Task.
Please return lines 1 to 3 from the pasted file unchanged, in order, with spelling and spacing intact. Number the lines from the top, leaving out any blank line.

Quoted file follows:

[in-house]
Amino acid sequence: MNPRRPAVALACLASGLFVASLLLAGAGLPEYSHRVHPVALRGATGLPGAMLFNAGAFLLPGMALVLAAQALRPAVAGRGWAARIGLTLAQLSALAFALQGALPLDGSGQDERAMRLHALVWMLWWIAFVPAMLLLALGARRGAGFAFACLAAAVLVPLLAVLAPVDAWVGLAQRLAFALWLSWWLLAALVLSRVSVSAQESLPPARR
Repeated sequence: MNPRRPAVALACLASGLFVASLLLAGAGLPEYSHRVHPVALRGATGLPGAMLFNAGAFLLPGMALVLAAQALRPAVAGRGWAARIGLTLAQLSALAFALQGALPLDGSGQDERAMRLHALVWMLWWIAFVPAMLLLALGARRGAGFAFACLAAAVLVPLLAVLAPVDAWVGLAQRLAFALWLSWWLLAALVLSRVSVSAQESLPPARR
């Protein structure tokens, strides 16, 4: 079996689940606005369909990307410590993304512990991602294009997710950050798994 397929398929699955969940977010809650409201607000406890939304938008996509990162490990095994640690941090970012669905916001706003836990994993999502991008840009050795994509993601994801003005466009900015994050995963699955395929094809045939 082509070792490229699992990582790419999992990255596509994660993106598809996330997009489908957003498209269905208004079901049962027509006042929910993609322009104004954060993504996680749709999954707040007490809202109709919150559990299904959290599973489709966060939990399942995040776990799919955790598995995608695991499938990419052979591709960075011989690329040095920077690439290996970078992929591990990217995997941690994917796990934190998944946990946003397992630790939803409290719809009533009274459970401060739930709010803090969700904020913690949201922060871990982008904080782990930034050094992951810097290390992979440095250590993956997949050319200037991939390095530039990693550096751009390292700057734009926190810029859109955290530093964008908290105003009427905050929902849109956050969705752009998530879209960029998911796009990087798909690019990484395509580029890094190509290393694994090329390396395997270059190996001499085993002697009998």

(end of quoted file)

[in-house]
Amino acid sequence: MNPRRPAVALACLASGLFVASLLLAGAGLPEYSHRVHPVALRGATGLPGAMLFNAGAFLLPGMALVLAAQALRPAVAGRGWAARIGLTLAQLSALAFALQGALPLDGSGQDERAMRLHALVWMLWWIAFVPAMLLLALGARRGAGFAFACLAAAVLVPLLAVLAPVDAWVGLAQRLAFALWLSWWLLAALVLSRVSVSAQESLPPARR
Repeated sequence: MNPRRPAVALACLASGLFVASLLLAGAGLPEYSHRVHPVALRGATGLPGAMLFNAGAFLLPGMALVLAAQALRPAVAGRGWAARIGLTLAQLSALAFALQGALPLDGSGQDERAMRLHALVWMLWWIAFVPAMLLLALGARRGAGFAFACLAAAVLVPLLAVLAPVDAWVGLAQRLAFALWLSWWLLAALVLSRVSVSAQESLPPARR